Gaddafi’s Libya (and mine): Part Eight

Gaddafi’s Libya (and mine): Part Eight

As I explained before signing off last week, in 1985 a Libyan student invited myself and a fellow Brit lecturer to spend a week in his village in the Fezzan, the southern, desert region of the country.
Graeme and I flew to Sabha, the main city in the Fezzan and spent the night at a hotel. The next morning, stitching our bits of Arabic together, we found the bus station and then – stretching our language capacity to the utmost – found the bus to take us to Ubari, where Hamed (not his real name) lived.

All the way – about two hours’ journey – we travelled along a narrow green strip of farming land sandwiched between dunes and rock desert. I don’t know whether the existence of this was due to existing oases or to the Gaddafi regime’s determined efforts to turn Libya green.
Hamed had no idea what time we’d arrive, but in Ubari a procession of giggling children led us to his parents’ house. As soon as we got there and greeted the family, Hamed ordered a sheep to be seized and told us he and his friends would take us for a picnic “in the forest.” Shortly afterwards there was an agonized bleat as the sheep went to meet its Maker. “Thought you wouldn’t like that done at the picnic ground,” said Hamed. “You Brits are so soft.”

The “forest” where the picnic was to be held turned out to be three or four trees and some stubby undergrowth. But our hosts had bought plenty of fold-up chairs and blankets and were immensely good-humoured company.
During our week or so in Ubari there was very little conventional sight-seeing to do. There was a hike over some sand-dunes to see some rocky outcrops where Tuareg nomads had left messages in tifinagh, their very distinctive script, for those who were following them, but I’ve described that in an earlier column. (Records of tifinagh date back to the third century BC; the idea that Africa was analphabetic before colonialism needs serious challenging).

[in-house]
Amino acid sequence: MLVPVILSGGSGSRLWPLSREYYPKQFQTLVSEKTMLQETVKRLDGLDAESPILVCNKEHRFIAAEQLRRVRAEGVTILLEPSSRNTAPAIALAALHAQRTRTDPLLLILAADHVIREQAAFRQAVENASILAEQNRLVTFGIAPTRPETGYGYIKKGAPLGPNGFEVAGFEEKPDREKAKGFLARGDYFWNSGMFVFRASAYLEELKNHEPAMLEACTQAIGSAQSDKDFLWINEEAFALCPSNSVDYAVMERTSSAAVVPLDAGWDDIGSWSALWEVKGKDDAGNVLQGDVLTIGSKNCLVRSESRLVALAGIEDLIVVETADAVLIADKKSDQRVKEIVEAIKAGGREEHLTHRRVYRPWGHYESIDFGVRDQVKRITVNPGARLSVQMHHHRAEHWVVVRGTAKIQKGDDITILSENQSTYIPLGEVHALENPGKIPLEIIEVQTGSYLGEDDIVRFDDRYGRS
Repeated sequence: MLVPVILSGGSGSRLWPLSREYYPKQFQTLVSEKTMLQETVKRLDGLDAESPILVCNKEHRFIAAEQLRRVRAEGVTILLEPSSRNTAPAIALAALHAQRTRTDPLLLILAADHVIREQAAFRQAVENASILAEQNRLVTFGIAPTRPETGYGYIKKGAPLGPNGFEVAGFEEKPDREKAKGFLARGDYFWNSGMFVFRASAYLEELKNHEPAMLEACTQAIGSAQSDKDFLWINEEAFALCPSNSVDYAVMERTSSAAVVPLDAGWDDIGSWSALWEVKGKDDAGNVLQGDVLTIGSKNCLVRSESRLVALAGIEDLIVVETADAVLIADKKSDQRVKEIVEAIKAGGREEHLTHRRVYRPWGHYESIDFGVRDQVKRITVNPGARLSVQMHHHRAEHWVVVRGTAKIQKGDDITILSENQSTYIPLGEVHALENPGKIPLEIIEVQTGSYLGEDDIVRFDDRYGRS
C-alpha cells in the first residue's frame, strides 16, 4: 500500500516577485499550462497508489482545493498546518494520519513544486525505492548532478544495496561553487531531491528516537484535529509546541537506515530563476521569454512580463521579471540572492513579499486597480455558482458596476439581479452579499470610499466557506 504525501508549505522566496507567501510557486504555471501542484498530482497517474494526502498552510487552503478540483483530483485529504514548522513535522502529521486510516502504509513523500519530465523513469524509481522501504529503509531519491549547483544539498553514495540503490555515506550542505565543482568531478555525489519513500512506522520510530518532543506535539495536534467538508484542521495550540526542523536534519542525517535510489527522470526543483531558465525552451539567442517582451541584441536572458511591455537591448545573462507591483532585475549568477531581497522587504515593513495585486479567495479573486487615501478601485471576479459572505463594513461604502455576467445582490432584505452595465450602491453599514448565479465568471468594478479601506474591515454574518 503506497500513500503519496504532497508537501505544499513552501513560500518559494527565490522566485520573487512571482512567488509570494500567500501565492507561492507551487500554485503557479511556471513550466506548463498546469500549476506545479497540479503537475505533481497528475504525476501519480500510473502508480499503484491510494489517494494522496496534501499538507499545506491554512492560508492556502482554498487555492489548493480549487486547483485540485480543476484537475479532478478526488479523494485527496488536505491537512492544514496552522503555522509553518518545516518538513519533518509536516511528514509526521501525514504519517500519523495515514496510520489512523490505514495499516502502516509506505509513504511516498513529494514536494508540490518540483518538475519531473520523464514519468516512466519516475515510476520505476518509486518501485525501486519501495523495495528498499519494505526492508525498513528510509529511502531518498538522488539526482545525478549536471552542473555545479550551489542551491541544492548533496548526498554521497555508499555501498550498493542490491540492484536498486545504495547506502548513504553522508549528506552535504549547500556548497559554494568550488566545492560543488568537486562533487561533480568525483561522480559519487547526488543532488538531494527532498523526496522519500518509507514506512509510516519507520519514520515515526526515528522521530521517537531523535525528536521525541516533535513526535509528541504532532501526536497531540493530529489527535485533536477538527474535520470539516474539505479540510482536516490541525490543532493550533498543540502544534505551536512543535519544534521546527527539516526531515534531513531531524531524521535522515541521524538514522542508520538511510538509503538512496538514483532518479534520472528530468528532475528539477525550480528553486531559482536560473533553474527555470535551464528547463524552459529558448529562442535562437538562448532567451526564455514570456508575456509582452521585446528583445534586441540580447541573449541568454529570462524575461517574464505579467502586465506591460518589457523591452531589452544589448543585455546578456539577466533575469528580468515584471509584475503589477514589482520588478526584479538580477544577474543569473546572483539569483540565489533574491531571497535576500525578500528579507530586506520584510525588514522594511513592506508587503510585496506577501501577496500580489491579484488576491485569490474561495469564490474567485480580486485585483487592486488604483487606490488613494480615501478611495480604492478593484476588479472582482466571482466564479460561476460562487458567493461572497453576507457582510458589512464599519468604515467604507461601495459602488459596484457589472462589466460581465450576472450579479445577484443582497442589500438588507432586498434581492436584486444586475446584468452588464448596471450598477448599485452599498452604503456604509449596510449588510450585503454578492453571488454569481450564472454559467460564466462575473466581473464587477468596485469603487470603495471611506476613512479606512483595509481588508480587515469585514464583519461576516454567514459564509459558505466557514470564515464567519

We did visit an archaeological site, evidence of the work of an ancient Libyan civilization, the name of which I’ve forgotten (“why am I not surprised?” groans my long-suffering editor). This comprised a couple of dozen stone structures, each a few feet high, placed at more-or-less regular intervals but forming no obvious pattern. They looked a bit like an artist’s impression of beehives. Archaeologists are baffled as to their purpose. Computer graphing of the layout suggests they had nothing to do with astronomical charting, which would have seemed possible, as the ancient Arab world was a birthplace of astronomy, as well as of many other sciences. My hunch is that it was an ancient practical joke, designed to mystify future generations.

Most of our time in Ubari was spent visiting friends and relations of Hamed in villages scattered around the area. The hospitality and friendliness were outstanding. Every time we drew up to a house where a feast was being prepared, my colleague Graeme let out a muffled bleat, imagining the sheep that was about to be slaughtered.
On the last evening Hamed drove us back to the regional capital, Sabha, where he told us we would be staying next to the airport, from which we’d catch our flight back to Benghazi the next morning.

It turned out his friends were members of the Libyan Air Force and we were being given a room in a building on the military base. For a few hours that evening we sat with Hamed’s friends, all in uniform, drinking contraband whiskey. It seemed pretty crazy, given that, after the latest Gulf of Sirte incident, Libya and the UK were practically at war. Every time I heard footsteps in the corridor I flinched, but all went well.
To be continued

Chris Dunton

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